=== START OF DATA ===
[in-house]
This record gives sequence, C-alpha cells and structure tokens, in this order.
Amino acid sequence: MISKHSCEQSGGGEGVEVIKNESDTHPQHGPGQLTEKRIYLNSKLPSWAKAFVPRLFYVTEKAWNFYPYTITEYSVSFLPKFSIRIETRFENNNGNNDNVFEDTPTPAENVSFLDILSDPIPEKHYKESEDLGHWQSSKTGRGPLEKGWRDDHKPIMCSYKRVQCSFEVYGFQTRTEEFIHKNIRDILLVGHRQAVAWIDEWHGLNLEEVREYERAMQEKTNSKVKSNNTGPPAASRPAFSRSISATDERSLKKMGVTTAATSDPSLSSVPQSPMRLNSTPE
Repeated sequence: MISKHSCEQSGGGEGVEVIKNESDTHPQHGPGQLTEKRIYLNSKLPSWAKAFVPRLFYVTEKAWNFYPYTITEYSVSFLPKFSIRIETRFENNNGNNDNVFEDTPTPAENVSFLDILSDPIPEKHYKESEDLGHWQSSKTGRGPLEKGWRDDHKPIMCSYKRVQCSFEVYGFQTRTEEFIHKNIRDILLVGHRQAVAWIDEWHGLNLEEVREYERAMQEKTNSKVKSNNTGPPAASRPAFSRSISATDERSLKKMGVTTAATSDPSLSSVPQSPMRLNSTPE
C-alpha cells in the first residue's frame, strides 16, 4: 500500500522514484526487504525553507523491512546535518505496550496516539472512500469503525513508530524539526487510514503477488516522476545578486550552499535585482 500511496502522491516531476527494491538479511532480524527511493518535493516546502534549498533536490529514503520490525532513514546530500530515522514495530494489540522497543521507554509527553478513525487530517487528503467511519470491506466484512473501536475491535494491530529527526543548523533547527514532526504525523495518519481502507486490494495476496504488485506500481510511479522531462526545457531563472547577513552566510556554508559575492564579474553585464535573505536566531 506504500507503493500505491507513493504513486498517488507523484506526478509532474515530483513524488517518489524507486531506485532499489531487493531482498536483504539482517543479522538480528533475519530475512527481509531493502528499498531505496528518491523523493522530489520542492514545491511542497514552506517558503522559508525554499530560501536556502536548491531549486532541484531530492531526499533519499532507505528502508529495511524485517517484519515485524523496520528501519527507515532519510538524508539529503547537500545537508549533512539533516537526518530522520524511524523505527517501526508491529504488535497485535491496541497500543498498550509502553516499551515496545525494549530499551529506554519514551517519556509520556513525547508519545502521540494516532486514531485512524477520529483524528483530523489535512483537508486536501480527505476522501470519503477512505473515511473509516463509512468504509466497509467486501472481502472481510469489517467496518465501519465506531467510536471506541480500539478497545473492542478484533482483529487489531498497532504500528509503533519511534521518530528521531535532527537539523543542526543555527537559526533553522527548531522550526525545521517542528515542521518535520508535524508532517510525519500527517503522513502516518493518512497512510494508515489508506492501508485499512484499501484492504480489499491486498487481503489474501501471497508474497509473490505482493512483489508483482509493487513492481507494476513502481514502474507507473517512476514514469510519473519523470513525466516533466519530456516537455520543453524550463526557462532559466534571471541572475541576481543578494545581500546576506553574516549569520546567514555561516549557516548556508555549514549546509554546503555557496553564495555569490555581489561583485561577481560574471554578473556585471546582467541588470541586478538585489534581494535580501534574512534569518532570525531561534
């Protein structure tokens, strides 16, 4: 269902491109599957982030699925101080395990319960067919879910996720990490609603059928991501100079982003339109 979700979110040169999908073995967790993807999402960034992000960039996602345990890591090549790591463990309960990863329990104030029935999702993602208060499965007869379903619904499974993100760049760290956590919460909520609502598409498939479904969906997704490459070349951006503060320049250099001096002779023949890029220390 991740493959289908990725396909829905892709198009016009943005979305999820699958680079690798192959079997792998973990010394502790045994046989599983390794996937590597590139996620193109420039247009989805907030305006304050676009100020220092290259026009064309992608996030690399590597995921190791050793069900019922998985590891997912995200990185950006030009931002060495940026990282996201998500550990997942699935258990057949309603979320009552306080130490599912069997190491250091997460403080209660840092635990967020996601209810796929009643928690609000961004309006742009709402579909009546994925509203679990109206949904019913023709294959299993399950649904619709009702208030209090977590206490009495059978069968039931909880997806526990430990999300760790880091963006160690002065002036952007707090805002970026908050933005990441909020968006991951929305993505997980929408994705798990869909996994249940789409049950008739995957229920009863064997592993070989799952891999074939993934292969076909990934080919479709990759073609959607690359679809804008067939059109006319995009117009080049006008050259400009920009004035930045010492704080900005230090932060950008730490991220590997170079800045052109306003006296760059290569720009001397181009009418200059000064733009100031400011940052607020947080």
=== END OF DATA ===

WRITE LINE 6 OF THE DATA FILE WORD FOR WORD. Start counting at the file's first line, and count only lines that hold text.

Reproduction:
């Protein structure tokens, strides 16, 4: 269902491109599957982030699925101080395990319960067919879910996720990490609603059928991501100079982003339109 979700979110040169999908073995967790993807999402960034992000960039996602345990890591090549790591463990309960990863329990104030029935999702993602208060499965007869379903619904499974993100760049760290956590919460909520609502598409498939479904969906997704490459070349951006503060320049250099001096002779023949890029220390 991740493959289908990725396909829905892709198009016009943005979305999820699958680079690798192959079997792998973990010394502790045994046989599983390794996937590597590139996620193109420039247009989805907030305006304050676009100020220092290259026009064309992608996030690399590597995921190791050793069900019922998985590891997912995200990185950006030009931002060495940026990282996201998500550990997942699935258990057949309603979320009552306080130490599912069997190491250091997460403080209660840092635990967020996601209810796929009643928690609000961004309006742009709402579909009546994925509203679990109206949904019913023709294959299993399950649904619709009702208030209090977590206490009495059978069968039931909880997806526990430990999300760790880091963006160690002065002036952007707090805002970026908050933005990441909020968006991951929305993505997980929408994705798990869909996994249940789409049950008739995957229920009863064997592993070989799952891999074939993934292969076909990934080919479709990759073609959607690359679809804008067939059109006319995009117009080049006008050259400009920009004035930045010492704080900005230090932060950008730490991220590997170079800045052109306003006296760059290569720009001397181009009418200059000064733009100031400011940052607020947080």